Now that the 11th Parliament is over, it’s time to look at one of the strangest pieces of legislation, one that started with Gem MP Jakoyo Midiwo’s attempt to regulate sports betting.
The fate of his Betting, Lotteries and Gaming Bill is still unclear, but one apparent outcome of it was a hefty tax on gambling in the Finance Bill 2017.
In his budget speech read in April, Treasury Cabinet Secretary Henry Rotich proposed to raise levies on betting, lottery, gaming and competition from the 7.5 per cent, five per cent, 12 per cent and 15 per cent, respectively, to a uniform tax rate of 50 per cent for all categories.
He said that this would go to a new National Sports, Culture and Arts Fund. He also said that inadequately regulated betting and gambling had become widespread and were having negative effects especially on the young and the vulnerable.
The Bill was then introduced in Parliament and went to the Departmental Committee on Finance, Planning and Trade, which reviewed clauses in the Bill.
When it retuned to Parliament, it had a 35 per cent tax in place of the 50 per cent and chairman Benjamin Langat said that after consulting stakeholders like regulators, an audit firm and even the National Treasury, they had concluded that a 50 per cent tax was too high and did not make business sense.
But several MPs challenged the committee’s proposal of a 35 per cent tax in place of 50 per cent. Some questioned whether the 35 per cent clause had been procedurally introduced. Others said only a 50 per cent tax would help the government meet revenue targets.
The result of this was that Parliament rejected the proposed changes and left the gambling taxes as before. But the President sent the Finance Bill back to Parliament, in effect asking that the 35 per cent tax be reinserted. It was and it was passed.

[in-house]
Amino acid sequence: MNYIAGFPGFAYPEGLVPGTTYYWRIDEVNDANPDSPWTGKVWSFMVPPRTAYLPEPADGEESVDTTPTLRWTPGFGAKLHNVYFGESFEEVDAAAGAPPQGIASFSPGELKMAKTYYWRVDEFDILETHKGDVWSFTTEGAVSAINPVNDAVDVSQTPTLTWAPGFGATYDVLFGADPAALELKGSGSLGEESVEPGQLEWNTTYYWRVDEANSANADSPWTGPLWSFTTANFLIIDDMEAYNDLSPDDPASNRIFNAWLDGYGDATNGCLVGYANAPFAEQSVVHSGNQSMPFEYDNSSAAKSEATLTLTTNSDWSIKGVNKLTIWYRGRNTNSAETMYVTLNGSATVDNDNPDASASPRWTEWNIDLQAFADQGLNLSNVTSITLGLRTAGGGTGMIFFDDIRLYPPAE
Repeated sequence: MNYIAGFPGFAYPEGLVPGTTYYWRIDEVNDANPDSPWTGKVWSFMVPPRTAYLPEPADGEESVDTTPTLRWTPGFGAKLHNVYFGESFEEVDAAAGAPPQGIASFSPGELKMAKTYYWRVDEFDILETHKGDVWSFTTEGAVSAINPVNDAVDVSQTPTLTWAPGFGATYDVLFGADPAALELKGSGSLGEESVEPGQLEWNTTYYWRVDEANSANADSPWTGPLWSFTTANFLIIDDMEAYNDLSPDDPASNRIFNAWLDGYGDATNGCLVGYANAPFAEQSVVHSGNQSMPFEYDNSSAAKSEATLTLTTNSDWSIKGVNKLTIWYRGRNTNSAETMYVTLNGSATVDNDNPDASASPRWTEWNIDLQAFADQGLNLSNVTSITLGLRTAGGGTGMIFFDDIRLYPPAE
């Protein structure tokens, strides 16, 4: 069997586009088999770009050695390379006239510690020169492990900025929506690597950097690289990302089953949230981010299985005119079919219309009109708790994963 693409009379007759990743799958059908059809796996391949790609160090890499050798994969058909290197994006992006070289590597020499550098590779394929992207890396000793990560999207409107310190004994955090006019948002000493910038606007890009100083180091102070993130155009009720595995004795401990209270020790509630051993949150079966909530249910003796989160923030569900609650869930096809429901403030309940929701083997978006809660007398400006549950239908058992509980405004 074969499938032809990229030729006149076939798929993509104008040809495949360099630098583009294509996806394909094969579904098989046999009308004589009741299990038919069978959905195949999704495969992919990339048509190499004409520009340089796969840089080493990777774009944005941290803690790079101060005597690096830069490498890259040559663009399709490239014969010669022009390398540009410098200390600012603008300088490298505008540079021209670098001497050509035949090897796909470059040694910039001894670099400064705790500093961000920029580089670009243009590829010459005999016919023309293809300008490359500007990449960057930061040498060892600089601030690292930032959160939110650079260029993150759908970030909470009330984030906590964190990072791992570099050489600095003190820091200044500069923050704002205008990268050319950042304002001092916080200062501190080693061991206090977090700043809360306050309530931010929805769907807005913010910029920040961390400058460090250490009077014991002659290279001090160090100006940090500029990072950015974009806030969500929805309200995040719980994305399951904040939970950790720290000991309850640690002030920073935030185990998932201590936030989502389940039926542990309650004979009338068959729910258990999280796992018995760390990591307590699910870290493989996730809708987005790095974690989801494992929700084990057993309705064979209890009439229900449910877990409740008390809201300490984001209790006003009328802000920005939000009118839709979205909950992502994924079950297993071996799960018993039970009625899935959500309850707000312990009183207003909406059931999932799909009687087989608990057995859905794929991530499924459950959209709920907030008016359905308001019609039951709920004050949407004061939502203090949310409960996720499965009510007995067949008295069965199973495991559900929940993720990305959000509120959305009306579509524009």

Industry reaction was swift. Through the Association of Gaming Operators-Kenya (Agok), operators said they could not do business with the 35 per cent tax on gross profits, alongside other taxes.
The leading firm SportPesa gave notice to terminate all Kenya sports sponsorships, including several lucrative national and local rugby, football and boxing sponsorships in January 2018, when the new Act comes into effect.
COMPLIMENTARY MATCH TICKETS
SportPesa had also launched in Tanzania in May 2017 and soon after signed several sponsorship agreements with leading soccer teams, including Yanga and Simba, of TSh5 billion each (about KSh230 million).
They were welcomed, with the Tanzania Football Federation secretary-general quoted as saying he hoped the partnership with SportPesa would help the country rise in soccer ranking like Kenya had.
SportPesa also organised an eight-team soccer tournament, which featured Gor Mahia, AFC Leopards and Nakuru AllStars from Kenya, and Yanga, Simba and Singida from Tanzania, all sponsored by SportPesa, and joined by Zanzibar’s Jang'ombe Boys and Tusker FC.
Gor Mahia defeated AFC in the final, and tomorrow, they will play Everton at the 60,000-seat National Stadium in Dar es Saalam, Tanzania.
Everton will be preparing for the 2018 English Premier League season and also the Europa League, which starts on July 27. SportPesa is offering complimentary match tickets to Everton supporters making the journey to Tanzania, travel not included.
All these events in Tanzania happened in two months, coinciding with the steady passage of unfriendly tax legislation in Kenya.
SportPesa appears to have engaged in some diversification akin to companies in South Africa investing in other countries to offset risks in their main markets.
An example is Naspers, which many Kenyans will relate to as the parent of OLX and MultiChoice and brands such as DStv and GOtv.
But the company, listed on the Johannesburg Stock Exchange, actually earned 57 per cent of its 2016 revenue from Asia, from such investments as 33 per cent of Tencent, China’s largest internet-services platform, and 43 per cent of MakeMyTrip, the leading online travel business in India.
Naspers now only gets 20 per cent of its revenue from South Africa and seven per cent from the rest of Africa.
Will the same happen in Kenya? High taxes have not dissuaded Kenyans and others from engaging in behaviour that some consider sinful.
The government of Kenya side probably saw the 35 per cent tax as a compromise: a bitter pill for gambling and sports betting companies, but far less drastic than the 50 per cent tax proposed in the Finance Bill, or the far-reaching effects of Midiwo’s Bill.
Had it passed, it would have banned foreign tourists from taking part, or the use of mobile phones or money transfer for sports betting.